Guest Column by Jason Ohler
Suddenly everyone’s favorite color is green. Not the color of money and envy but of their antithesis – environmental embarrassment. We are slowly awakening from our high technology revolution the way we do from an engaging movie, shedding our suspended disbelief to rediscover the world around us. What we see is that our relentless push for change has come with a price tag, namely the generation of a mortifying amount of computer generated landfill.
Much of today’s green concern about computing focuses on energy conservation and more efficient, earth friendly ways to discard yesterday’s model. But almost none of it focuses on a lifestyle change we have quietly embraced that expects us to upgrade every two years. After all, our throw-away culture is also our economic engine, unrelenting in its desire to make room for the new at the expense of the previous. It is built upon faster, lighter, cheaper…always with a shorter half-life.
The result is that we are generating piles of old gear that has no reasonable expectation of use beyond its very short life cycle. If you are 40 you have probably already had and discarded at least a half dozen computers, not to mention numerous television sets and other now quaint digital memorabilia. Sure, you gave your last laptop to your niece, who will no doubt get a few year’s use of it. But eventually not even the indigent will take it because it is, basically, useless.
I got to see this first hand recently when I volunteered to head up Operation Seek and Discard. Our mission was to search every nook and cranny in my University of Alaska office building for defunct technology that was resting in some out-of-sight-out-of-mind place. For one week, myself and a brave cadre of colleagues spelunked under desks, in closets, in filing cabinets long ago locked, and managed to scare up enough obsolete tech to sink a mainframe. It turns out that a lot of the defunct gear was hiding in plain sight on people’s shelves and desks. We had just learned to ignore it, the way we had learned to ignore the water cooler that hadn’t been filled in years.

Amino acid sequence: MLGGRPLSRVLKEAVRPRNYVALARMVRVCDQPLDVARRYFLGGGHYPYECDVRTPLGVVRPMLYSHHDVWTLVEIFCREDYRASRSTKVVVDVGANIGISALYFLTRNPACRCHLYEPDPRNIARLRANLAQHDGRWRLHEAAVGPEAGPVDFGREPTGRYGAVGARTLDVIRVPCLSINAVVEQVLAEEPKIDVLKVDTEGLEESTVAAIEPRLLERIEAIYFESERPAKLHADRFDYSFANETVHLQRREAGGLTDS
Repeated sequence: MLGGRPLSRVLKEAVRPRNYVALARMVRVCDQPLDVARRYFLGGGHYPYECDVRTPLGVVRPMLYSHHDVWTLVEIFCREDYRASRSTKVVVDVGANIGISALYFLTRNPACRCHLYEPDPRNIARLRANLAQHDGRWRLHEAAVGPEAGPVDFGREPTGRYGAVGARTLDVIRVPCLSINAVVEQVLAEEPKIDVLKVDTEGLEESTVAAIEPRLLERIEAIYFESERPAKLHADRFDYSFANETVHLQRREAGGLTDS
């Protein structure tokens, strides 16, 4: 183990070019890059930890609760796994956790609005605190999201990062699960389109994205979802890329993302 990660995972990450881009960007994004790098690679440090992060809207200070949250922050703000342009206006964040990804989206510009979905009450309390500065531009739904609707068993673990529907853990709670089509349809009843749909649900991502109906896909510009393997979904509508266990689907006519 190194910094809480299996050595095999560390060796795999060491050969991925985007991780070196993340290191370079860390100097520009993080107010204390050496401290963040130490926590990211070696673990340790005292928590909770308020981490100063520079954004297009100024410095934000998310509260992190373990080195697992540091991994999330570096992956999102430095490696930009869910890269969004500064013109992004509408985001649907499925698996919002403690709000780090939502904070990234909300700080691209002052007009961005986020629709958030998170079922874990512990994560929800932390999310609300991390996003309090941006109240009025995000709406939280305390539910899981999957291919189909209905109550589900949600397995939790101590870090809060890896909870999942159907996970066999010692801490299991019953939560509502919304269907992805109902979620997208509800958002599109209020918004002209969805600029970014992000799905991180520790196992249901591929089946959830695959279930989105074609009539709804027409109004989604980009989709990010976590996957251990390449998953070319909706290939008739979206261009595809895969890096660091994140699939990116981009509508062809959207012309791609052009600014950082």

At the end of the week, the dispossessed pieces of tech were gathered in a pile in the center of a large room, forming a collage of hulking desktop computers, low resolution cameras, VHS players and a mishmash of cords and cables that held it all together the way spaghetti holds together a fine Italian meal. People would come by and stare before shaking their heads and saying, “Remember when we would sell our own kids for one of those things,” pointing to a color printer the size of a small refrigerator. “Now we can’t give them away.” Alas, we can’t give our kids away either.
As I stared at all the obsolete tech silently huddled together doing the dance of the digitally dead I felt a mixture of guilt, sadness and denial. After all, I was one of the digitally hopeful who helped convince the forces of the industrial age to walk out on to the leading edge, only to watch the edge sprint away from us at gigaspeeds. The pursuit of staying current quickly became inevitable but impossible. This mess was my mess.